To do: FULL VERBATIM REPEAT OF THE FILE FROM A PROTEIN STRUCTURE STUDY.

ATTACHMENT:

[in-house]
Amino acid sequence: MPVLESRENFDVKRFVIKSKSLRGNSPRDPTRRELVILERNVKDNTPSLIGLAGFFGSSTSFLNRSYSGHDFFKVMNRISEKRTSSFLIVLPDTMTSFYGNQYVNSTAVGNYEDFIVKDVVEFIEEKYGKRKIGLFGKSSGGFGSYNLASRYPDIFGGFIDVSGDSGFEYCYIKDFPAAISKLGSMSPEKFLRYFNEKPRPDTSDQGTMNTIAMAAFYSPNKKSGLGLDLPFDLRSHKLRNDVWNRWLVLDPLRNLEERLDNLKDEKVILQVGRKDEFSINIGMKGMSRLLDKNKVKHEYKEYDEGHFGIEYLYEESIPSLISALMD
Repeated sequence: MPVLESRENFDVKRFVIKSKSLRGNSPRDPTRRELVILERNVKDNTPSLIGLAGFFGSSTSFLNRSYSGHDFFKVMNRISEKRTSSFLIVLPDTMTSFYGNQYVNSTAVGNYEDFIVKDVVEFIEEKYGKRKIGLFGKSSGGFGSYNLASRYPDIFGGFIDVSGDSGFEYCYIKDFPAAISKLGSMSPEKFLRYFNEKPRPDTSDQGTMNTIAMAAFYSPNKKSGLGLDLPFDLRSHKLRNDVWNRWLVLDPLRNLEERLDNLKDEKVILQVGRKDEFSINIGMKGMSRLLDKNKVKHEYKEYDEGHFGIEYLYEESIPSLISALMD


[in-house]
Amino acid sequence: MPVLESRENFDVKRFVIKSKSLRGNSPRDPTRRELVILERNVKDNTPSLIGLAGFFGSSTSFLNRSYSGHDFFKVMNRISEKRTSSFLIVLPDTMTSFYGNQYVNSTAVGNYEDFIVKDVVEFIEEKYGKRKIGLFGKSSGGFGSYNLASRYPDIFGGFIDVSGDSGFEYCYIKDFPAAISKLGSMSPEKFLRYFNEKPRPDTSDQGTMNTIAMAAFYSPNKKSGLGLDLPFDLRSHKLRNDVWNRWLVLDPLRNLEERLDNLKDEKVILQVGRKDEFSINIGMKGMSRLLDKNKVKHEYKEYDEGHFGIEYLYEESIPSLISALMD
Repeated sequence: MPVLESRENFDVKRFVIKSKSLRGNSPRDPTRRELVILERNVKDNTPSLIGLAGFFGSSTSFLNRSYSGHDFFKVMNRISEKRTSSFLIVLPDTMTSFYGNQYVNSTAVGNYEDFIVKDVVEFIEEKYGKRKIGLFGKSSGGFGSYNLASRYPDIFGGFIDVSGDSGFEYCYIKDFPAAISKLGSMSPEKFLRYFNEKPRPDTSDQGTMNTIAMAAFYSPNKKSGLGLDLPFDLRSHKLRNDVWNRWLVLDPLRNLEERLDNLKDEKVILQVGRKDEFSINIGMKGMSRLLDKNKVKHEYKEYDEGHFGIEYLYEESIPSLISALMD